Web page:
Set in Victorian London, Gwendolen Harleth is drawn to Daniel Deronda, a selfless and intelligent gentleman of unknown parentage, but her own desperate need for financial security may destroy her chance at happiness.
The Grandcourt marriage develops. A critical musician, Herr Klesmer is invited to hear Mirah sing. Daniel finds Mirah's brother Ezra and arranges a meeting. Finally, Sir Hugo Mallinger hands Daniel a...
Daniel rescues Mirah Lapidoth from a suicide attempt and searches for her mother and brother in London. Grandcourt informs Lydia of his planned nuptials, and she sends to Gwendolen a package with a ...
The daughter of a country doctor copes with an unwanted stepmother, an impetuous stepsister, burdensome secrets, the town gossips, and the tug on her own heartstrings for a man who thinks of her only as a friend.
At the center of the story is Augustus Melmotte, a European-born city financier, whose origins are as mysterious as his business dealings. Trollope describes him as 'something in the city',... See full summary »
Emma Woodhouse seems to be perfectly content, to have a loving father whom she cares for, friends and a home. But Emma has a terrible habit - matchmaking. She cannot resist finding suitors ... See full summary »
Jonny Lee Miller
This mini-series tells the story of Amy Dorrit (Claire Foy), who spends her days earning money for the family and looking after her proud father (Sir Tom Courtenay), who is a long term ... See full summary »
This Masterpiece Theatre production, set at the cusp of the Industrial Revolution, chronicles the life, loves, foibles and politics of the fictional English town of Middlemarch. Adapted ... See full summary »
In the mid 19th Century, an enigmatic young woman moves to Yorkshire with a young son. Distancing herself from everyone in the village and their prying questions, she remains totally aloof ... See full summary »
In the 1840s, Cranford is ruled by the ladies. They adore good gossip; and romance and change is in the air, as the unwelcome grasp of the Industrial Revolution rapidly approaches their beloved rural market-town.
Widow Dashwood and her three unmarried daughters, Elinor, Marianne and Margaret, inherit only a tiny allowance. So they move out of their grand Sussex home to a more modest cottage in ... See full summary »
It is across the roulette table that Gwendolen Harleth first locks eyes with the enigmatic Daniel Deronda. Gwendolen is beautiful, vivacious, and a gambler, but desperate for financial security; something that possessive Henleigh Grandcourt would be able to provide for her. Daniel is the adopted son of an aristocratic, but doubtful of his own identity. He pours his energy into selflessly helping his friends, including poor Jewish singer Mirah Lapidoth. As Gwendolen's situation becomes dire, and Daniel seeks to uncover the mystery surrounding his own birth, their lives become intertwined...Written by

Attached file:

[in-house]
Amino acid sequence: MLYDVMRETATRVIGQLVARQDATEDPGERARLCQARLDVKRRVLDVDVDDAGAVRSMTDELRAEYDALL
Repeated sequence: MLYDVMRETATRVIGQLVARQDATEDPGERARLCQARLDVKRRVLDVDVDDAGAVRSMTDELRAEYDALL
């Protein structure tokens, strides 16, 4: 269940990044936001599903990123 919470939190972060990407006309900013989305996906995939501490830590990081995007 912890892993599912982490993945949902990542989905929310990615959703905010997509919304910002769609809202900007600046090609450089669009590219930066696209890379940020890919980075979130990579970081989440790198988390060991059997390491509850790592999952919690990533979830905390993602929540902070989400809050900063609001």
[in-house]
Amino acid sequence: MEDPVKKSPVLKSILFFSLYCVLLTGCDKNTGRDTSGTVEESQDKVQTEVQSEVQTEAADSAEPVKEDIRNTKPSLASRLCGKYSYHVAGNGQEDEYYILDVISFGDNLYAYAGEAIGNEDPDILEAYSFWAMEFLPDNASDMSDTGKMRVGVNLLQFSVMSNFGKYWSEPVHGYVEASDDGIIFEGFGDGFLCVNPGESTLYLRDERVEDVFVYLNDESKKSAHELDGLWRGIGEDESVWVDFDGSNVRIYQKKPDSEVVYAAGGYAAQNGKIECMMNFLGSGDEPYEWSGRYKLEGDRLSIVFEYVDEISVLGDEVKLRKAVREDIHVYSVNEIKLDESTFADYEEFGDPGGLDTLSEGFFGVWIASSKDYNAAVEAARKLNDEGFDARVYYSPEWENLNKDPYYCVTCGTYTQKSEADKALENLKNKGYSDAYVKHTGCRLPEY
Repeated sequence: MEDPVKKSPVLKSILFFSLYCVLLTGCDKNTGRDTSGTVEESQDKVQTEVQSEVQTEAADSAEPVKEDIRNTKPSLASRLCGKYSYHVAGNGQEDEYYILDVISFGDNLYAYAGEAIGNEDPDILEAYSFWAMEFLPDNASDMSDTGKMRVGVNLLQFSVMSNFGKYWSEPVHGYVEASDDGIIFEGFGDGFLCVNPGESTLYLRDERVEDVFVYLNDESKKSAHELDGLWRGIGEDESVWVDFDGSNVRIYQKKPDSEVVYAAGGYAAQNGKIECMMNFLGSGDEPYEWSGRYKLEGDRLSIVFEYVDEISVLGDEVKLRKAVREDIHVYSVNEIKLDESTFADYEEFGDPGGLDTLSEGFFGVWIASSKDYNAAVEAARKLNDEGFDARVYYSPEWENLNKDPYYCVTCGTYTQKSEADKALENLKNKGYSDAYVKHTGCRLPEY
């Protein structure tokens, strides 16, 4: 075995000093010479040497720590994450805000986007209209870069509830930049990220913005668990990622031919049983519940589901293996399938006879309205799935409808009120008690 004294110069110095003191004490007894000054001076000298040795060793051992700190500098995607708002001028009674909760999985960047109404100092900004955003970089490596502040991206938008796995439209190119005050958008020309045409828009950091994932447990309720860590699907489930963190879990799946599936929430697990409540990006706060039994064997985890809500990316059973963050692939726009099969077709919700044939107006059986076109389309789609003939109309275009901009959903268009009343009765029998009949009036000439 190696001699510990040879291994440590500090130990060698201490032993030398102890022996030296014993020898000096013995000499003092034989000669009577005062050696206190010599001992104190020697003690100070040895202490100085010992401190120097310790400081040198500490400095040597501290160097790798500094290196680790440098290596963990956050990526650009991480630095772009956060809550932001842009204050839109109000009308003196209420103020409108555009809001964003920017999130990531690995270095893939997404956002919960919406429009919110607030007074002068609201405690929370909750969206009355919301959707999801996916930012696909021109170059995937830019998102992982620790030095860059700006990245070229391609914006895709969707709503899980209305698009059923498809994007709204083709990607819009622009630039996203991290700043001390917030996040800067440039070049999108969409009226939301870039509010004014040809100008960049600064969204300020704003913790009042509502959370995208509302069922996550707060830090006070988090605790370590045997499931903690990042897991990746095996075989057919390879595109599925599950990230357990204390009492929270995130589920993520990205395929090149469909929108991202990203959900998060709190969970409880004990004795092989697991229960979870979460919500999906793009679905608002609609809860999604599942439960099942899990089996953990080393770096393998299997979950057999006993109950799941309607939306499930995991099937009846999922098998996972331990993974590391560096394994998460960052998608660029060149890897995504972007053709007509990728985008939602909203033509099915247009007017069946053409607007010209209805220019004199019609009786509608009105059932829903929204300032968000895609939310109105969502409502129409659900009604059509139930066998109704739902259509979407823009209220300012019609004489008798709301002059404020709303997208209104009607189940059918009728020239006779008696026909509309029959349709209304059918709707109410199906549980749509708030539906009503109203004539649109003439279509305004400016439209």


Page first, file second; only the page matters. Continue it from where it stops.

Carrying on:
I'm watching the British series Daniel Deronda every week on Swedish tv, and I will recommned it to everyone who fancies quality literary adaptations. The production values are impeccable, and the acting list very impressive. The one to catch your attention, though, is without a doubt Hugh Bonneville as the supervillain Grandcourt. He's everything a good oldfashioned villain from the 19.th century ought to be: suave, cool, arrogant, manipulative, morally corrupt, and with a razor sharp wit. In fact, he totally overshadows the meek and handsome, but oh so noble and earnest hero, poor Daniel Deronda! Hugh Dancy does his best, but it's hard work to make Deronda as interesting as Grandcourt! Likewise with the heroine. Romola Garai is beautiful to look at, but it's difficult to really care about Gwendolyn. She's such a silly, whiny, and cold person who would rather marry a man she dislikes than stoop to be a governess! It made me long to give her a good whipping! All in all, I think she and Deronda deserve each other, for being so awfully colourless and boring. I'd much rather spend the time watching the villain smirk, or wonder about miss Lapidoth's strange fate, among the Jews. As usual, being the villain pays off! Hugh Bonneville and David Bamber as Lush are the characters you remember! They really are perfectly selfish and dastardly mean!
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